Have you ever been content shamed? What were you reading/watching/playing? What did you do about it? Have you ever converted somebody who hated a genre into respecting it? If so, how? Name a book which you think would be a good “ambassador” to get somebody into something (for example, I’d go with Frank Miller’s The Dark Knight Returns for somebody who doesn’t like the idea of comic books and graphic novels). Outside of something criminal or exploitative, is there something that has a fandom that you just don’t get? Feel free to tell me and my readers what you think, by commenting on this post.

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This post by Bufo Calvin originally appeared in the I Love My Kindle blog. To support this or other blogs/organizations, buy  Amazon Gift Cards from a link on the site, then use those to buy your items. There will be no cost to you, and a benefit to them.


6 Responses to ““You should be ashamed of reading that””

  1. Lady Galaxy Says:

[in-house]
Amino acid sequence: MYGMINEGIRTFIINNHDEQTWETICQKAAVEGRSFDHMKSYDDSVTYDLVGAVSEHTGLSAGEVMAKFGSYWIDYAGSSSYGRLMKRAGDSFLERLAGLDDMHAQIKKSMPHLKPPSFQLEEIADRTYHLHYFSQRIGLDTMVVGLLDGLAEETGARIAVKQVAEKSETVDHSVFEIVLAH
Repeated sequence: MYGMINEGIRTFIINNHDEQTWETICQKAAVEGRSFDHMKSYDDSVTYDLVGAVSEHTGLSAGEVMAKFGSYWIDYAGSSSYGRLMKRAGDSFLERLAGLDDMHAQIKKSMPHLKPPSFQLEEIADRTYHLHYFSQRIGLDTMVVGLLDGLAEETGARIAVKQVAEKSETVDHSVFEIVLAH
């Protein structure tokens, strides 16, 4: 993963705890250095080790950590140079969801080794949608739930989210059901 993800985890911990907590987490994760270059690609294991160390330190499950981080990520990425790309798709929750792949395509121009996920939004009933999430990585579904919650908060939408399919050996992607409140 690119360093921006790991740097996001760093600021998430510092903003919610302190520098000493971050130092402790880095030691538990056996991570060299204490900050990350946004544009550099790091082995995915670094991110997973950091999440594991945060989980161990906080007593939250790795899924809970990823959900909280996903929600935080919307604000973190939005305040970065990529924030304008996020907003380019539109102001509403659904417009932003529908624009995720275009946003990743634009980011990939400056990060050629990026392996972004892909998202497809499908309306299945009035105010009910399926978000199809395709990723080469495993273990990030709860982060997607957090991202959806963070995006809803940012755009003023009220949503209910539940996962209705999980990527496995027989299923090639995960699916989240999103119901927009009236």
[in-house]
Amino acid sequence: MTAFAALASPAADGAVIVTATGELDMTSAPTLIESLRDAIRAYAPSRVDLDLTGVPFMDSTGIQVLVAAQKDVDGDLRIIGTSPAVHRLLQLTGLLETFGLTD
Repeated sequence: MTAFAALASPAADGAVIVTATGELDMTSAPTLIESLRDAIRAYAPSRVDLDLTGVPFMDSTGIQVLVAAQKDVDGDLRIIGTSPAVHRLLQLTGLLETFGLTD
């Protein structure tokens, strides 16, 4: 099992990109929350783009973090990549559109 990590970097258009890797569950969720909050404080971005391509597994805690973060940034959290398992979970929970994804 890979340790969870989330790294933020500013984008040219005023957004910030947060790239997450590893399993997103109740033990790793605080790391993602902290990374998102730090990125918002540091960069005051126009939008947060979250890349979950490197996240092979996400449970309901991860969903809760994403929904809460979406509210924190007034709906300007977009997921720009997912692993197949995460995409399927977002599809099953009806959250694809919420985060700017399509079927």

When I was in grade school, we didn’t have a school library until I was in 6th grade. I discovered the Dr. Seuss books and started checking them out because I’d never read anything quite like them before. I loved the rhymes. One of the teachers scolded me for taking out books for little kids. She said I should be reading books more appropriate for children my age. I tried to explain to her that they were new to me and I didn’t realize that I wasn’t supposed to be reading them.I hadn’t discovered them in the public library or I would have read them at the appropriate age, except with Dr. Seuss ALL ages are appropriate. It’s a shame more adults haven’t discovered the depth of children’s literature. Luckily, my own teacher overheard and came to my rescue reminding her that the whole library was new and assuring her that I probably had already read all the books for children my age. After that teacher walked away, my teacher whispered in my ear, “Dr. Seuss is one of my favorite writers, too.” [Mrs. R was one of the best teachers I ever had. I was lucky enough to have her as my teacher for both 5th and 6th grade.]